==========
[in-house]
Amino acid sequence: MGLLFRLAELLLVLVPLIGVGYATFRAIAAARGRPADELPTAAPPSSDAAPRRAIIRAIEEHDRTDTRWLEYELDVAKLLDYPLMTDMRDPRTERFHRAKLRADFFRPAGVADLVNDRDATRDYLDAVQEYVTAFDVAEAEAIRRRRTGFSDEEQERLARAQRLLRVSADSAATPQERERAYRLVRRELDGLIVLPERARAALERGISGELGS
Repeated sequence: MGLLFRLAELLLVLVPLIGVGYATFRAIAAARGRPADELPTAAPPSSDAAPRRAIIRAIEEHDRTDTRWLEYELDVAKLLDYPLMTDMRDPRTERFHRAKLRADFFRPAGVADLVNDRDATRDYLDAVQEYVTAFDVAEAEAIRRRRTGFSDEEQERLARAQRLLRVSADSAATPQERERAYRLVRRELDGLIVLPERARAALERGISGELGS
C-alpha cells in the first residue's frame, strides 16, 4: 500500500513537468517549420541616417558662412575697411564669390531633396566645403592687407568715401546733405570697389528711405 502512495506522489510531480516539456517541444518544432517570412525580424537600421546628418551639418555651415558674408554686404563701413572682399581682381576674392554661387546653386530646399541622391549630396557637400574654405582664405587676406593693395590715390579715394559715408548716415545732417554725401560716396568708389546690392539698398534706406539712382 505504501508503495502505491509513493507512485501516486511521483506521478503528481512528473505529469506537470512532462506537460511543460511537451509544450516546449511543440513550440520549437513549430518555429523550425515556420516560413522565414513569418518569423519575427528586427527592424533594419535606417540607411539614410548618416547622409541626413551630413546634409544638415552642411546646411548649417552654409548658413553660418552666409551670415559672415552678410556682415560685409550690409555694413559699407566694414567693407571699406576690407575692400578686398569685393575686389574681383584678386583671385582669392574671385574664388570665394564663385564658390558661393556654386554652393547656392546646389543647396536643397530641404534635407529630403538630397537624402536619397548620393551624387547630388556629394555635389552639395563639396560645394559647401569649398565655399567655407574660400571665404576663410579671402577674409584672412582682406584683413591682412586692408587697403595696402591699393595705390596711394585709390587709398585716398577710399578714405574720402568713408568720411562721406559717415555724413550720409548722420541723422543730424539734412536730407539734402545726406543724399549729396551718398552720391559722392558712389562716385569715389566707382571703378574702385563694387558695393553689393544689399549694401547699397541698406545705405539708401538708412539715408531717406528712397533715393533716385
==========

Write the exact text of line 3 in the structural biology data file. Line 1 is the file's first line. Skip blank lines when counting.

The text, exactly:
Repeated sequence: MGLLFRLAELLLVLVPLIGVGYATFRAIAAARGRPADELPTAAPPSSDAAPRRAIIRAIEEHDRTDTRWLEYELDVAKLLDYPLMTDMRDPRTERFHRAKLRADFFRPAGVADLVNDRDATRDYLDAVQEYVTAFDVAEAEAIRRRRTGFSDEEQERLARAQRLLRVSADSAATPQERERAYRLVRRELDGLIVLPERARAALERGISGELGS